Blunder BroadEdit

Stanton created Blunder Broad in the 1970s with writer Andrew J. Offutt (AKA Turk Winter),[9] for use in a great number of pornographic BDSM stories, published over the years in black and white. A parody of Wonder Woman, Blunder Broad is an inept superheroine who continually fails in her missions and is invariably raped and tortured by her enemies, who include a lesbian supervillainess variably called Leopard Lady, Pussycat Galore, or Cheetah, and her male sidekick Count Dastardly. Blunder Broad can be deprived of her super strength when subjected to cunnilingus.


With "Lady Princker", Stanton and Shaltis (as well as Alan Throne and Winter) created the Princkazons storyline in which women around the world grew oversized female penises, or "princks". These women also grew taller and stronger than men and began dominating and humiliating the men in public, including facesitting,[8] urophagia,[10] coprophagia[11] and anal and oral rape.[8]


Cover illustration by Eric Stanton for "Running Wild" by Myron Kosloff (a pseudonym of Paul Little)

Beginning in the mid-1970s, Bélier Press, a New York publisher of vintage fetish art, reprinted many of Stanton's comic serials in its 24-volume Bizarre Comix series.[12] Titles, mainly from the 1950s and 1960s, include: Dianna's Ordeal, Perils of Dianna, Priscilla: Queen of Escapes, Poor Pamela, Bound in Leather, Duchess of the Bastille, Bizarre Museum, Pleasure Bound, Rita's School of Discipline, Mrs. Tyrant's Finishing School, Fifi Chastises Her Maids, A Hazardous Journey, Helga's Search for Slaves, Madame Discipline, and Girls' Figure Training Academy.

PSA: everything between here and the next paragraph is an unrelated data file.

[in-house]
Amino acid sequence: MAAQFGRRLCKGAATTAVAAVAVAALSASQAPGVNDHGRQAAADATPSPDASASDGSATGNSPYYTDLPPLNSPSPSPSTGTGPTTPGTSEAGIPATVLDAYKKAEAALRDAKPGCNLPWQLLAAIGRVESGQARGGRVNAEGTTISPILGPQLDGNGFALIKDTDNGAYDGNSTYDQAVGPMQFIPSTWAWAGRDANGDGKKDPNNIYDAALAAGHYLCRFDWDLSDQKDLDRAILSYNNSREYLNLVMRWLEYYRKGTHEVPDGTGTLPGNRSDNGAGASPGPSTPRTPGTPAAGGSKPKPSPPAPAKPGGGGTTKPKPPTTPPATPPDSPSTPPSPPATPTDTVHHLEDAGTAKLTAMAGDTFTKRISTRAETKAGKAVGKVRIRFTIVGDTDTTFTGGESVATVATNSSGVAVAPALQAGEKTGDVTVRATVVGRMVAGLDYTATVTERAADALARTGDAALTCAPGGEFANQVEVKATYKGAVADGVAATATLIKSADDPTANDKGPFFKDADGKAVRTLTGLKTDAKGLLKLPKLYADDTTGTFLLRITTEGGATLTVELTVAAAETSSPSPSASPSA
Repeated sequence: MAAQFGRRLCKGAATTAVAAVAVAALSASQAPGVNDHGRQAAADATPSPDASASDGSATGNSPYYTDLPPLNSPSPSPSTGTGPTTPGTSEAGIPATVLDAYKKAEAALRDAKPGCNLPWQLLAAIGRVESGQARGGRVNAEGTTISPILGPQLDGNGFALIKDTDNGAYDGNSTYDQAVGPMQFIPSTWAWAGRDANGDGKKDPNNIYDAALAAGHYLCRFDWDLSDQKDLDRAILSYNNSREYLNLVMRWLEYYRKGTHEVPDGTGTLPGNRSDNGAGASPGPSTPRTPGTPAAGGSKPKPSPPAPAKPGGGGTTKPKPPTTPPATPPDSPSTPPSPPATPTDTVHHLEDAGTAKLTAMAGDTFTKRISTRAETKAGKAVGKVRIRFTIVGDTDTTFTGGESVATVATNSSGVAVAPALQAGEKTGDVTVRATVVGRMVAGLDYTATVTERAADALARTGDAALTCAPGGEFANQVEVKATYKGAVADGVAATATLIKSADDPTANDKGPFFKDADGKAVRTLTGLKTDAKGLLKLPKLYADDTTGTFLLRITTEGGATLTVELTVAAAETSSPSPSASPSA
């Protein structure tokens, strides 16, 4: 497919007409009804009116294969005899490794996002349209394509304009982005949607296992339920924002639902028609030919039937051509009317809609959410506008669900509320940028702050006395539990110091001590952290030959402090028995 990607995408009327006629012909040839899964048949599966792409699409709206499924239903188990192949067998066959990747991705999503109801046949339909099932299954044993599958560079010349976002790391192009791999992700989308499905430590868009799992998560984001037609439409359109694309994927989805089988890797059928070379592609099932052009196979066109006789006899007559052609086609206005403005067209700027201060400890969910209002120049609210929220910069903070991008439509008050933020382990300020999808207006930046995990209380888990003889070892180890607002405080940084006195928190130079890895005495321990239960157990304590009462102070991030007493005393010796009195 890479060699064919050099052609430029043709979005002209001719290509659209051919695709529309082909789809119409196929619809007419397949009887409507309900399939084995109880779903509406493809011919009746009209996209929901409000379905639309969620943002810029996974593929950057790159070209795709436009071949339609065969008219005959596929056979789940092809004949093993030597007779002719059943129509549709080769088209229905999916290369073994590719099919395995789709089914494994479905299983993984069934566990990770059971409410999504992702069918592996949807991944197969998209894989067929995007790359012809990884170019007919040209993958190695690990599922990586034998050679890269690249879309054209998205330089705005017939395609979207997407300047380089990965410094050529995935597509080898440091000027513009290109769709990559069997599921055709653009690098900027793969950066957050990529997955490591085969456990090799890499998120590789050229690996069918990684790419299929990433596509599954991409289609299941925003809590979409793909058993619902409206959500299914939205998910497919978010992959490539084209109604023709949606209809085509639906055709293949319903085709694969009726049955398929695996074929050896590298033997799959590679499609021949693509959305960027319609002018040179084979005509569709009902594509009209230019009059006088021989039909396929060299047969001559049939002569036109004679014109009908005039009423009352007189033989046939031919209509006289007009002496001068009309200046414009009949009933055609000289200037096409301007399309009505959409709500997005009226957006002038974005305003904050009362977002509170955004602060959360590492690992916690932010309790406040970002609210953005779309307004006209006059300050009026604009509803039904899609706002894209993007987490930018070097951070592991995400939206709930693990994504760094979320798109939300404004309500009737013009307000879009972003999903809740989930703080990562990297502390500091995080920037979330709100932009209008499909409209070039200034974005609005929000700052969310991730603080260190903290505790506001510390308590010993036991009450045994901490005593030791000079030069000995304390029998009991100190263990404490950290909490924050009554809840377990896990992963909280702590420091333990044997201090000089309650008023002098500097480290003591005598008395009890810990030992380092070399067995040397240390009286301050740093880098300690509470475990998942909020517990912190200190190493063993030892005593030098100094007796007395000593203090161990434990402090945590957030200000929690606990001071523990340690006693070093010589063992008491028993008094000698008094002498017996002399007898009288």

In addition to books about his work, Stanton's art was reprinted in the 1990s in comic books from Fantagraphics Books' imprint Eros Comix: The Kinky Hook (1991), Sweeter Gwen (1992), Confidential TV (1994), and Tops and Bottoms # 1 – 4 (1997). Individual issues were subtitled "Bound Beauty" (# 1), "Lady in Charge" (# 2), "Broken Engagement" (# 3), "Broken Engagement 2" (# 4).

Further readingEdit

  • Pérez Seves, Richard. Eric Stanton & the History of the Bizarre Underground (Schiffer Publishing, 2018) ISBN 978-0764355424

See alsoEdit


  1. ^ Kroll, Eric (2012). The Art of Stanton. Cologne: Taschen. p. 8. ISBN 9783836539302.
  2. ^ Yoe, Craig (2009). Boody. Fantagraphics Books. p. ???. ISBN 978-1560979616.
  3. ^ Booker, M. Keith, ed. (2010). "Underground and Adult Comics". Encyclopedia of Comic Books and Graphic Novels. Greenwood. p. 648. ISBN 9780313357473.
  4. ^ a b Bell, Blake. "Ditko & Stanton". Ditko Looked Up. Archived from the original on September 24, 2010. Additional .
  5. ^ Theakston, The Steve Ditko Reader, pp. 13–15 (unnumbered, pp. 14–15 misordered as pp. 16 & 14)
  6. ^ Riemschneider, Burkhard (1997). Eric Stanton: For the Man Who Knows His Place. Benedikt Taschen Verlag. p. 4 (unnumbered). ISBN 978-3-8228-8169-9.
  7. ^ Theakston, Steve Ditko Reader, p. 14 (unnumbered, misordered as page 16)
  8. ^ a b c d In Stantoons #5, for example
  9. ^ Eric Stanton, foreword to Blunder Broad, Glittering images, Firenze, 1991
  10. ^ Stantoons #24, for example
  11. ^ Stantoons #15, for example
  12. ^ [1] Retrieved October 22, 2017

External linksEdit

  • Paris, Elvis, ed. (September 14, 2002). "Bibliography". Eric Stanton (fan site). Archived from the original on October 12, 2007.
  • Stanton, Amber (2012). "A Tangled Web". An article by Eric Stanton's daughter about his role in the creation of Spider-Man. Mixed Wrestling Forum (originally published in "The Creativity of Steve Ditko", 2012). Retrieved November 6, 2015.
  • Eric Stanton at the Lambiek Comiclopedia